WHEDA grant helps renovate Superior apartments
A grant from Wisconsin Housing and Economic Development Authority will help get the ball rolling on housing intended to help people move from homelessness to permanent housing in Superior.
The Wisconsin agency announced last week that Harbor House Crisis Shelters was awarded $25,000 through the WHEDA foundation's annual Housing Grant Program to renovate five apartments that will be used for permanent supportive housing in Superior.
"We don't have any of that in Superior," said the Rev. Barb Certa-Werner of Harbor House. "It's kind of like transitional living, where a person gets case management and services, but it's determined by the person how long they want to live there. So if they want to stay there permanently, they could."
Statistically, she said, the U.S. Department of Housing and Urban Development says people stay about three years in permanent supportive housing, Certa-Werner said.
The project is designed to help those with chronic barriers that lead to homelessness, such as a prior eviction or significant barriers to work that prevent people from finding adequate housing.
"If they've been evicted, you know there is an eviction cost that they need to pay off," she said. "Until they pay that off, they really can't get into other housing. We're really trying to change that around for the homeless so that those barriers are eliminated ... at least eliminate some of the big barriers so they can be successful."
Rent for the apartments will cover the cost of insurance and utilities on the building, she said, so people can pay off their debts.
"Our goal is to get them in there, work with them, and when they falter or things aren't exactly going the way they thought they would, that we're kind of a safety net that can help pick that up ... to help them build some resiliency so they can be successful," Certa-Werner said.
But to get there, Certa-Werner said the building needs to be rehabilitated before people can move in. That means construction and raising money.
"The project is bigger than I originally thought it would be," Certa-Werner said. She said work is currently underway to bring the building up to code, and then work will move inside to rehabilitate the apartments inside.
Fixtures such as toilets and sinks have been removed from the apartment building, which stood vacant before Harbor House Crisis Shelter purchased it, she said. Electrical work, heating upgrades and hardwiring smoke and carbon monoxide detectors, and replacing mixing fixtures is just some of the work that will have to be done before the first tenants can move in the building.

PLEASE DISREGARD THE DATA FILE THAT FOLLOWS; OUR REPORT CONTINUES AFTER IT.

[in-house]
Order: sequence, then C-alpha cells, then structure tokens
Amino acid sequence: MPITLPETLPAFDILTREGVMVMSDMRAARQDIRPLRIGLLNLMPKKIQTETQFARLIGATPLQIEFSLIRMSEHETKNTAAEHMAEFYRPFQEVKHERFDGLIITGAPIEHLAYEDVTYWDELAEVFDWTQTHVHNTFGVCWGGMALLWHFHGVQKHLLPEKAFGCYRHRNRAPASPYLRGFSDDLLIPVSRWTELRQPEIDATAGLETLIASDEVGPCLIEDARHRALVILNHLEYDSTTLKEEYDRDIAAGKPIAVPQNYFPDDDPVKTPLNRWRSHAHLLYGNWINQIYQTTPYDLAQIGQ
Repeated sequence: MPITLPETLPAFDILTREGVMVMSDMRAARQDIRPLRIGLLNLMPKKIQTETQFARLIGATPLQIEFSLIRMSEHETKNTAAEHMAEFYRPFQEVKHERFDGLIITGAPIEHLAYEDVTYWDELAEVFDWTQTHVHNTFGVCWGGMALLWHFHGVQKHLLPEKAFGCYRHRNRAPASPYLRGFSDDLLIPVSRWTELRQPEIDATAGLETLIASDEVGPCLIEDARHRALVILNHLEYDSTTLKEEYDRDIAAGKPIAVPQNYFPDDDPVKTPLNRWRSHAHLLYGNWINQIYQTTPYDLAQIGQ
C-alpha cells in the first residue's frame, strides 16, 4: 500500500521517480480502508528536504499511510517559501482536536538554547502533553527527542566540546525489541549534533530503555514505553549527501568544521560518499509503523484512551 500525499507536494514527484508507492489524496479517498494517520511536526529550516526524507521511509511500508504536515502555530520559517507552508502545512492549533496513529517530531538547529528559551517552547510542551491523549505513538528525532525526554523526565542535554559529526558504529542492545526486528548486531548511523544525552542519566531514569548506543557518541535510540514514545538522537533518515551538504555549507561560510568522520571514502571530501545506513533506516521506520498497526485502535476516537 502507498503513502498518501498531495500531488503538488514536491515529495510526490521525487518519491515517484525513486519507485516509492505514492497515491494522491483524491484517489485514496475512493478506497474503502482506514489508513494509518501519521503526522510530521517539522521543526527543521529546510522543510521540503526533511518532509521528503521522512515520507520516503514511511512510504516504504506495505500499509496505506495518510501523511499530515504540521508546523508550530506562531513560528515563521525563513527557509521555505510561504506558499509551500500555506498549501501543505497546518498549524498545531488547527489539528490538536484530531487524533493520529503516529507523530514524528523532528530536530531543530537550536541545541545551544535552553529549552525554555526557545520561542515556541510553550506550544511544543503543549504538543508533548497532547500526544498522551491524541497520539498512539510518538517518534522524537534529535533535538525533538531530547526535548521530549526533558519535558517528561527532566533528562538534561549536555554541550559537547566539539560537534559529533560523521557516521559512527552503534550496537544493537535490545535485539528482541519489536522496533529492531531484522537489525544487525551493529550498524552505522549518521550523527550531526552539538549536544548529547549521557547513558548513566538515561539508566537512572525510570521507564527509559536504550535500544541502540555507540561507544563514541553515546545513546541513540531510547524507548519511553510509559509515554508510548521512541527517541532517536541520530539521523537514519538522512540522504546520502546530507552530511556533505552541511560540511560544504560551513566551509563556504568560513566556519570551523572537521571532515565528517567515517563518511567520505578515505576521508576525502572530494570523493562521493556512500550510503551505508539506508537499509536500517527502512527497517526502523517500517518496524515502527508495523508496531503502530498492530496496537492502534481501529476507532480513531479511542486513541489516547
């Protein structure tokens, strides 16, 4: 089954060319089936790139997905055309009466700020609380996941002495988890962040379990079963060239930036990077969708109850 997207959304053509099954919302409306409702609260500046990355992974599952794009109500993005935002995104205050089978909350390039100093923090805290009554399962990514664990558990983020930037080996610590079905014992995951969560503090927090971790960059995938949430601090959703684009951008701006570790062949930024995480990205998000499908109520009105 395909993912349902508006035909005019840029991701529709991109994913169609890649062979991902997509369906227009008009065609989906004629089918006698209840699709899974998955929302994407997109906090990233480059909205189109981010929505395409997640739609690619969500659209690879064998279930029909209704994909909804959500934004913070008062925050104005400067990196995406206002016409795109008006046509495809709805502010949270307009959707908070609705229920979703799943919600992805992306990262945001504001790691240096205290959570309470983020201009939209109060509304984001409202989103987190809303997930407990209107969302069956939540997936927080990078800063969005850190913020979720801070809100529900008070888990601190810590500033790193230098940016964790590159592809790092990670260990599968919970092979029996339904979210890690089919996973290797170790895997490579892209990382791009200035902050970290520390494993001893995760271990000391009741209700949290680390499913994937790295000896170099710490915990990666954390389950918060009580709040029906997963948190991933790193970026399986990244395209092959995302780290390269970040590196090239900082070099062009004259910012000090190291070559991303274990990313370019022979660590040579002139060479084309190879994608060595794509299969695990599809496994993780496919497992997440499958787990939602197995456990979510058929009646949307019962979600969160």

She said work has already begun to make repairs necessary to get the building up to code. When that is done, she said they are going to start working on the inside, redoing the floors and electrical, and reinstalling fixtures that have been removed.
"I'm hoping to get it done in the next nine months or so," Certa-Werner said. "I've got to raise the rest of the money. That's why I wrote the WHEDA grant. I knew that would be a chunk of money that I could get to really start getting some of the projects done."
However, she said, if someone is willing to lend their expertise and talents to the project, that would help reduce the amount of money Harbor House Crisis Shelters needs to raise.
"The goal is to get this project done without debt," Certa-Werner said. "I know that sounds crazy but the reason being because if we go into this project with debt it is going to be more difficult to do the services that we want to do because we have to continuously raise money to pay for the debt."
She said Harbor House experienced that when a shelter was purchased and carried a mortgage. She said it took a generous donor paying off the mortgage to free up resources so staff could focus on case management and teaching life skills designed to help people avoid homelessness in the future.
Certa-Werner said the goal is to finish the project in the next nine months or so.
"It's a big venture for us," Certa-Werner said.
Donations for the project are being accepted at Faith United Methodist Church, 1531 Hughitt Ave. Call 715-394-9608 or visit harborhousecs.org.